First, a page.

Daguerreotypes and history
Whether the argon solves the problem or turns out to be a stopgap measure probably won’t be known until the research progresses.
But once damage is done to a daguerreotype, a reproduction can’t be made. Each daguerreotype is unique and doesn’t have a negative to make copies.
Daguerreotypes have a special place in the history of photography, with the changes that were expected because of this new photographic process heralded by the French newspaper Gazette de France in 1839 as a breakthrough that “upsets all scientific theories of light and optics.”
While historians credit Joseph Nicephore Niepce with making the first photographic image in 1826, Louis Jacques Mande Daguerre, a French painter who initially had been a partner of Niepce, developed a technique for taking photographs that could be used commercially.
“It was the first time people could capture what their eye saw. Before that you had to draw it,” said Wiegandt.
The photographic process bearing Daguerre’s name entails recording a photographic image on a silver-plated sheet of copper treated with iodine or bromine vapors to make it light sensitive and then making the image recorded permanent with mercury fumes.
In this process, the light reflects off the person or objects to create an image on the silver plate. The light, Wiegandt noted, causes the silver iodide or bromide to convert to silver, with the image being darkest where the iodide or bromide did not react with light.
In the United States, and to a lesser degree France and England, daguerreotypes became a craze, from the 1840s until the Civil War, when a process using light-sensitive silver in a liquid-based medium provided a safer and more economical process.
During the heyday of the daguerreotypes, portraits and family photos were readily made in studios found in cities and frontier towns.
“Daguerreotypes were one of a kind. You created a silvery-looking image,” said William Snyder, chair of the photojournalism program at Rochester Institute of Technology in Henrietta.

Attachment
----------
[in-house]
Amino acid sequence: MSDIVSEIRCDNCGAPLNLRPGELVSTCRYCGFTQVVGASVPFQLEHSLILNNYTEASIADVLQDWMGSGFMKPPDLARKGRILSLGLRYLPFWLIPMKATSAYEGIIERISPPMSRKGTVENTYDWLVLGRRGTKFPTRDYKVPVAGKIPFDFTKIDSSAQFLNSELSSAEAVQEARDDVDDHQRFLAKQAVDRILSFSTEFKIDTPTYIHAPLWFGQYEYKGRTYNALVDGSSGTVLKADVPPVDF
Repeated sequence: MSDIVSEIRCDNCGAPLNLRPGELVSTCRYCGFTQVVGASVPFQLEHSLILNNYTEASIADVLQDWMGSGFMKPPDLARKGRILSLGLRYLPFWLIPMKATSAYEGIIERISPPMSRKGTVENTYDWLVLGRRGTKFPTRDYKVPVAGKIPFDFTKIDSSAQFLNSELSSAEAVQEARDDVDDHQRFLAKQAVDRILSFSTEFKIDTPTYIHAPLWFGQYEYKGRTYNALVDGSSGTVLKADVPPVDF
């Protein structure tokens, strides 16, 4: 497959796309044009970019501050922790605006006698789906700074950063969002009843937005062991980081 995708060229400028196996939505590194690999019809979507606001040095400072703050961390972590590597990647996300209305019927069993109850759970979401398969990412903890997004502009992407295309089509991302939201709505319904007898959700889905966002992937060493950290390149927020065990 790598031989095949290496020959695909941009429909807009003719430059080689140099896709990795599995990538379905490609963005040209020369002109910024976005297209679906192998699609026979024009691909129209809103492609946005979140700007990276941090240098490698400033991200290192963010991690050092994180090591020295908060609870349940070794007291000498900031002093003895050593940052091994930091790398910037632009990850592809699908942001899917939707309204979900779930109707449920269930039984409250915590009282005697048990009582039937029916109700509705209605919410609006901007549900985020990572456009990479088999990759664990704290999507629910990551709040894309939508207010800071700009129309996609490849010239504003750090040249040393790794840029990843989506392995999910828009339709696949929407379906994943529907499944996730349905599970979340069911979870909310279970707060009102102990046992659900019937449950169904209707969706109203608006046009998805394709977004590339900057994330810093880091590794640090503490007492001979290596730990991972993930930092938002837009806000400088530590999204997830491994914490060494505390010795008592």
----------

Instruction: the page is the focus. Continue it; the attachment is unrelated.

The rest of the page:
By the time the Eastman House opened in 1949, daguerreotypes were collector’s items. But a decade earlier the Eastman Kodak Co. wanted to make sure that it possessed part of this history and purchased a collection that included about 500 daguerreotypes, which are now part of the Eastman collections.
The heart of the Eastman House daguerreotype collection came in 1952, when Chicago collector Alden Scott Boyer donated 1,270 Southworth-Hawes daguerreotypes to the Rochester museum.
“They are beautiful, They are the most detailed photographic process bar none. You can take a magnifying glass and keep seeing,” said Joe Struble, archivist for the photographic collection at the Eastman House.
Preservation and research
Wiegandt’s argon preservation project will take place in the Kay R. Whitmore Conservation Center, located in the addition to the Eastman House where the collection of daguerreotypes are stored in vaults.
Wiegandt already has some experience with argon, using it as a preservation measure for a panorama of eight daguerreotypes at the Public Library of Cincinnati and Hamilton County.
During a testing on a daguerreotype last week, Wiegandt opened the valve on the tank of argon in the laboratory. And when the computer program on the laptop showed that the oxygen level was zero, Wiegandt sealed the frame.
When Wiegandt starts with the Southworth-Hawes collection, he will be assisted by Ania Michas, a conservator hired for the project.
Wiegandt’s met Bigelow in 2009, when he was invited to address the 2009 convention of the state chapter of the American Physical Society, held at UR.
In addition to doing research at UR’s nanocenter, Wiegandt meets regularly with Bigelow at UR and over beer at the Old Toad pub on Alexander Street.
But there is still much to learn about the mystery of the daguerreotypes.
“We have an idea of some of the agents of deterioration, but we also discovered new threats to the daguerreotype,” Wiegandt said.